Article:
Tuesday, August 3, 2010

Japanese Honeysuckle (Lonicera japonica)

Lonicera japonica is known by the common name Japanese Honeysuckle. It’s almost ubiquitous in this area and is probably considered a pest by a lot of people. It doesn’t grow out of control like Kudzu but it will cover bushes and has to be controlled in the garden. It can be used to advantage as a ground and fence cover. It is very fragrant and, often, the fragrance is the first indication that it’s flowering.

A cluster of flowers.

Recently opened flower. At the early stage, the flower tube is pink. The green stigma and golden anthers are clearly visible.

Mature flowers. Flowers turn gold as they age.

Close up of a mature flower.

A mature flower, in profile.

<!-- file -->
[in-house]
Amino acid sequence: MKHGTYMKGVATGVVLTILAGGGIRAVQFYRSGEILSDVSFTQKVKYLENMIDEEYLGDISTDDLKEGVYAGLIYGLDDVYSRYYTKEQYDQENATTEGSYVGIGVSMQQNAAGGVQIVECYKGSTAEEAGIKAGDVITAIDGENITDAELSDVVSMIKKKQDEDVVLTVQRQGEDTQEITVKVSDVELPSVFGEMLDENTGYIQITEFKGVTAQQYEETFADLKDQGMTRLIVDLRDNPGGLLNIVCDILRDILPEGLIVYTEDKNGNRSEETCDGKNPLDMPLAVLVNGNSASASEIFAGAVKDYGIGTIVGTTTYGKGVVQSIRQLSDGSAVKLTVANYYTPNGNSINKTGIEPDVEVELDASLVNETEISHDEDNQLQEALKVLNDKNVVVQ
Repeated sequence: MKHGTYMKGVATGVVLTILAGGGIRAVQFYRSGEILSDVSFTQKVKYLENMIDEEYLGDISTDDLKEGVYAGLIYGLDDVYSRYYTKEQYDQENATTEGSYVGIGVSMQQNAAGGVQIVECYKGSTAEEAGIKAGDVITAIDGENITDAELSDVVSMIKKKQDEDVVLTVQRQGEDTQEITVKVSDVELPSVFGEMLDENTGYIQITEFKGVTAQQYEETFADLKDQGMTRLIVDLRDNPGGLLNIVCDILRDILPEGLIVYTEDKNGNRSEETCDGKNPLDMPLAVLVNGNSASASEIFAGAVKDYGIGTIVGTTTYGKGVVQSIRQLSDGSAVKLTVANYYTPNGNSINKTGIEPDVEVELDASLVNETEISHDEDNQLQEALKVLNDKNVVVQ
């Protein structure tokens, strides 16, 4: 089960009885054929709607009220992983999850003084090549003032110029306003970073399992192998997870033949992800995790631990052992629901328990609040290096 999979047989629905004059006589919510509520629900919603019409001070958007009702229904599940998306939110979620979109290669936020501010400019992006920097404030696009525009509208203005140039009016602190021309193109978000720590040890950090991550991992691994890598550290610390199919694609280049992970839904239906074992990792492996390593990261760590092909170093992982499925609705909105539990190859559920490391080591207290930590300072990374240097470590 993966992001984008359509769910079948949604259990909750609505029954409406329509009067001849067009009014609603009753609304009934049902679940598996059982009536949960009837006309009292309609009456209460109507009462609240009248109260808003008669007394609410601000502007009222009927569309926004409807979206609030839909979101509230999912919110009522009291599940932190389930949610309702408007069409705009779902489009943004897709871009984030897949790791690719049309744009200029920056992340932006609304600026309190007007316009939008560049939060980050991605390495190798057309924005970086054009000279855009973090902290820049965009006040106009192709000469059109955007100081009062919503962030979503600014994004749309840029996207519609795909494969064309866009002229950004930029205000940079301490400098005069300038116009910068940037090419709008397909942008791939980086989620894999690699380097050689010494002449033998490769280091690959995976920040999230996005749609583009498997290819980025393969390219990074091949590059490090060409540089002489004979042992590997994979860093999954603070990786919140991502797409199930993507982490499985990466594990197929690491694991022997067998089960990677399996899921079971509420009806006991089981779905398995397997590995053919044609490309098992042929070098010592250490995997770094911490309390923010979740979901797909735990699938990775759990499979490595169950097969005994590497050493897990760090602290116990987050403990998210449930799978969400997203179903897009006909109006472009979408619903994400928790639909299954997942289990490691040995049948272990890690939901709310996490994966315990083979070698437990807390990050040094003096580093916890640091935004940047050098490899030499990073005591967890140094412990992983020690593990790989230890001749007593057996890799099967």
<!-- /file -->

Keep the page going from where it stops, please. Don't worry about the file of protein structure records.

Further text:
Vines. These are relatively young; they’re about 1 inch in diameter.

Lonicera japonica
(Japanese Honeysuckle) is native to Asia but grows quite widely in the United States and in Ontario, Canada.

Click on an image to view a larger image

Distribution Map:

- United States Department of Agriculture Plants Database: Lonicera japonica (Japanese Honeysuckle)

University of North Carolina Herbarium: Lonicera japonica

Identification resources:
- Southeastern Flora: Japanese Honeysuckle (Lonicera japonica)

Natural and Naturalized Plants of the Carolinas and Georgia: Lonicera japonica
Missouri Plants: Lonicera japonica

Related posts:

- 2010: Year Of The Wildflower – Wildflower Index

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